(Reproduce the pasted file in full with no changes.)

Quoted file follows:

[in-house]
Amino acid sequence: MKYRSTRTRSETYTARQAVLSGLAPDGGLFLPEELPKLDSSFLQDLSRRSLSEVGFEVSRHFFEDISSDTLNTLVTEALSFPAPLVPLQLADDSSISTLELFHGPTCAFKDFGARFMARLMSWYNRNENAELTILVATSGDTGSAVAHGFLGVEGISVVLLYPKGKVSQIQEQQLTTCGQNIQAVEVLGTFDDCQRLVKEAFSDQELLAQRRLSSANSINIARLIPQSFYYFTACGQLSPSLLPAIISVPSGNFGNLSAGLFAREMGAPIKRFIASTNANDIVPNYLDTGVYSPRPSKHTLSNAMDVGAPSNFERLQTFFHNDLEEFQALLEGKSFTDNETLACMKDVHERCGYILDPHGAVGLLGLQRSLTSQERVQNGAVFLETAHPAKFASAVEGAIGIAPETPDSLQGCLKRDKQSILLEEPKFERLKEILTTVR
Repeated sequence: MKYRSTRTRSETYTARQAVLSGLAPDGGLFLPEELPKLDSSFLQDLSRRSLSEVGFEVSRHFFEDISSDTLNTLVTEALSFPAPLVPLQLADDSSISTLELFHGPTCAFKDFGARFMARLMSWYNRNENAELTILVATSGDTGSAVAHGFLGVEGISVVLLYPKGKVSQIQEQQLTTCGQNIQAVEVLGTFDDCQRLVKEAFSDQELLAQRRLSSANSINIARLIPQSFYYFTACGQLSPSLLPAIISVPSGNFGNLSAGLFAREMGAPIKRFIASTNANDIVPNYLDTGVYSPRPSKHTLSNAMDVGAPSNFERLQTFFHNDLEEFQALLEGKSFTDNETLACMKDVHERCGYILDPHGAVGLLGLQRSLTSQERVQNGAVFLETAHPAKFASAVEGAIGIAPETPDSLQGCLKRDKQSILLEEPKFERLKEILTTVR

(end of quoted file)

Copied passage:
[in-house]
Amino acid sequence: MKYRSTRTRSETYTARQAVLSGLAPDGGLFLPEELPKLDSSFLQDLSRRSLSEVGFEVSRHFFEDISSDTLNTLVTEALSFPAPLVPLQLADDSSISTLELFHGPTCAFKDFGARFMARLMSWYNRNENAELTILVATSGDTGSAVAHGFLGVEGISVVLLYPKGKVSQIQEQQLTTCGQNIQAVEVLGTFDDCQRLVKEAFSDQELLAQRRLSSANSINIARLIPQSFYYFTACGQLSPSLLPAIISVPSGNFGNLSAGLFAREMGAPIKRFIASTNANDIVPNYLDTGVYSPRPSKHTLSNAMDVGAPSNFERLQTFFHNDLEEFQALLEGKSFTDNETLACMKDVHERCGYILDPHGAVGLLGLQRSLTSQERVQNGAVFLETAHPAKFASAVEGAIGIAPETPDSLQGCLKRDKQSILLEEPKFERLKEILTTVR
Repeated sequence: MKYRSTRTRSETYTARQAVLSGLAPDGGLFLPEELPKLDSSFLQDLSRRSLSEVGFEVSRHFFEDISSDTLNTLVTEALSFPAPLVPLQLADDSSISTLELFHGPTCAFKDFGARFMARLMSWYNRNENAELTILVATSGDTGSAVAHGFLGVEGISVVLLYPKGKVSQIQEQQLTTCGQNIQAVEVLGTFDDCQRLVKEAFSDQELLAQRRLSSANSINIARLIPQSFYYFTACGQLSPSLLPAIISVPSGNFGNLSAGLFAREMGAPIKRFIASTNANDIVPNYLDTGVYSPRPSKHTLSNAMDVGAPSNFERLQTFFHNDLEEFQALLEGKSFTDNETLACMKDVHERCGYILDPHGAVGLLGLQRSLTSQERVQNGAVFLETAHPAKFASAVEGAIGIAPETPDSLQGCLKRDKQSILLEEPKFERLKEILTTVR